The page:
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A mixed-model approach for genome-wide association studies of correlated traits in structured populations


Genome-wide association studies (GWAS) are a standard approach for studying the genetics of natural variation. A major concern in GWAS is the need to account for the complicated dependence structure of the data, both between loci as well as between individuals. Mixed models have emerged as a general and flexible approach for correcting for population structure in GWAS. Here, we extend this linear mixed-model approach to carry out GWAS of correlated phenotypes, deriving a fully parameterized multi-trait mixed model (MTMM) that considers both the within-trait and between-trait variance components simultaneously for multiple traits. We apply this to data from a human cohort for correlated blood lipid traits from the Northern Finland Birth Cohort 1966 and show greatly increased power to detect pleiotropic loci that affect more than one blood lipid trait. We also apply this approach to an Arabidopsis thaliana data set for flowering measurements in two different locations, identifying loci whose effect depends on the environment.

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Figure 1: Simulation results.
Figure 2: GWAS of LDL and triglycerides.
Figure 3: Venn diagrams summarizing the GWAS of A. thaliana flowering data32.
Figure 4: Summary of FRS6 results.


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We thank the NFBC1966 Study Investigators for allowing us to use their phenotype and genotype data in our study. The NFBC1966 Study is conducted and supported by the National Heart, Lung, and Blood Institute (NHLBI) in collaboration with the Broad Institute, the University of California, Los Angeles (UCLA), the University of Oulu and the National Institute for Health and Welfare in Finland. This manuscript was not prepared in collaboration with investigators of the NFBC1966 Study and does not necessarily reflect the opinions or views of the NFBC1966 Study Investigators, the Broad Institute, UCLA, the University of Oulu, the National Institute for Health and Welfare in Finland or the NHLBI. We furthermore thank N.B. Freimer and S.K. Service for their help in preprocessing the NFBC1966 data. We would also like to thank P. Forai for excellent IT and cluster support at the Gregor Mendel Institute, the INRA MIGALE bioinformatics platform for further computational resources and J. Dekkers, P. Donnelly, E. Eskin, C. Niango and A. Price for comments on the manuscript and/or helpful discussions. This work was supported by grants to M.N. from the US National Institutes of Health (P50 HG002790) and the European Union Framework Programme 7 (TransPLANT, grant agreement 283496), as well as by grants from the Deutsche Forschungsgemeinschaft (DFG) (A.K., KO4184/1-1) and the Ecologie des Forêts, Prairies et milieux Aquatiques (EFPA) department of INRA (V.S.).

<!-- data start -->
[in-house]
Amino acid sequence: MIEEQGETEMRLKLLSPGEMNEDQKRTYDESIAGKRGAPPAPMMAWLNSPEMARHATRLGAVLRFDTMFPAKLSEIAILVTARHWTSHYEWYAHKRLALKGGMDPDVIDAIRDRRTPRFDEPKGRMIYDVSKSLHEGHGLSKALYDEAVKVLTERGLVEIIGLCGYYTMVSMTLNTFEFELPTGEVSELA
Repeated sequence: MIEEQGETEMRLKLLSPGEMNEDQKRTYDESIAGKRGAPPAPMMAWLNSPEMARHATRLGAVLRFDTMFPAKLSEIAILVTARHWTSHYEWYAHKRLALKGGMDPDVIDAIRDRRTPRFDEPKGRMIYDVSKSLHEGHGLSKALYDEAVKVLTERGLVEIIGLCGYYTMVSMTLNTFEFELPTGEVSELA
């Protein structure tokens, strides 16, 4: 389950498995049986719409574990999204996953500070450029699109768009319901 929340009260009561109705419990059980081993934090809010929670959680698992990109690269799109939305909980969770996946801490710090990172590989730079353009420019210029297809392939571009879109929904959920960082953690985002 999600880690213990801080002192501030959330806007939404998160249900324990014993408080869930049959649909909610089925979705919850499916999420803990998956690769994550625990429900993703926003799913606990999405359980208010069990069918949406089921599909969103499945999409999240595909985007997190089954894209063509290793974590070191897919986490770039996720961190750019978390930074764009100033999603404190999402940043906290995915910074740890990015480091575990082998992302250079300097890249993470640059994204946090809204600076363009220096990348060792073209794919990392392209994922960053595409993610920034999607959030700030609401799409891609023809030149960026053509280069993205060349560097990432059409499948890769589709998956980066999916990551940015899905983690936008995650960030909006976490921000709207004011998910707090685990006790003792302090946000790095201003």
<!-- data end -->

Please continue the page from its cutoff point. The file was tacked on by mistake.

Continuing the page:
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All authors helped design the study. A.K., B.J.V. and V.S. developed the theory and implemented the simulations. A.K., B.J.V. and M.N. wrote the paper with input from V.S., A.P. and Q.L.

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Correspondence to Magnus Nordborg.

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Korte, A., Vilhjálmsson, B., Segura, V. et al. A mixed-model approach for genome-wide association studies of correlated traits in structured populations. Nat Genet 44, 1066–1071 (2012).

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